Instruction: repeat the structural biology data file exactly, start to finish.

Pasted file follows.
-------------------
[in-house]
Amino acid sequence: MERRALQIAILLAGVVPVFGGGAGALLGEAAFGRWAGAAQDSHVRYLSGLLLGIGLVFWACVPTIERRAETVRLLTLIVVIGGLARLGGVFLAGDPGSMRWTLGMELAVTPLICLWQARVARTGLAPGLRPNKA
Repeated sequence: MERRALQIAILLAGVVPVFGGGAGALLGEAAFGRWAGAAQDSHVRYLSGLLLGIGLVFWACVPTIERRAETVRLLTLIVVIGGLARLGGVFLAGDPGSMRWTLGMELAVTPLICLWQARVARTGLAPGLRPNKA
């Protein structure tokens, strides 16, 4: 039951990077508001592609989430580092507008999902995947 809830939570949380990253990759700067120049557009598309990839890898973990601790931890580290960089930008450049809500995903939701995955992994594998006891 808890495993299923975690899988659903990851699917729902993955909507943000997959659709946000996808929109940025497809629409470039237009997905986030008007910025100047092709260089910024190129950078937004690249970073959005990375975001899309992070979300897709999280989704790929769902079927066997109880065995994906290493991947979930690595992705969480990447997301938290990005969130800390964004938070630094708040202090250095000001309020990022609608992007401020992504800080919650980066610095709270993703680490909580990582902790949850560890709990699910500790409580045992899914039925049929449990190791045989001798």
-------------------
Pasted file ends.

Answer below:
[in-house]
Amino acid sequence: MERRALQIAILLAGVVPVFGGGAGALLGEAAFGRWAGAAQDSHVRYLSGLLLGIGLVFWACVPTIERRAETVRLLTLIVVIGGLARLGGVFLAGDPGSMRWTLGMELAVTPLICLWQARVARTGLAPGLRPNKA
Repeated sequence: MERRALQIAILLAGVVPVFGGGAGALLGEAAFGRWAGAAQDSHVRYLSGLLLGIGLVFWACVPTIERRAETVRLLTLIVVIGGLARLGGVFLAGDPGSMRWTLGMELAVTPLICLWQARVARTGLAPGLRPNKA
């Protein structure tokens, strides 16, 4: 039951990077508001592609989430580092507008999902995947 809830939570949380990253990759700067120049557009598309990839890898973990601790931890580290960089930008450049809500995903939701995955992994594998006891 808890495993299923975690899988659903990851699917729902993955909507943000997959659709946000996808929109940025497809629409470039237009997905986030008007910025100047092709260089910024190129950078937004690249970073959005990375975001899309992070979300897709999280989704790929769902079927066997109880065995994906290493991947979930690595992705969480990447997301938290990005969130800390964004938070630094708040202090250095000001309020990022609608992007401020992504800080919650980066610095709270993703680490909580990582902790949850560890709990699910500790409580045992899914039925049929449990190791045989001798």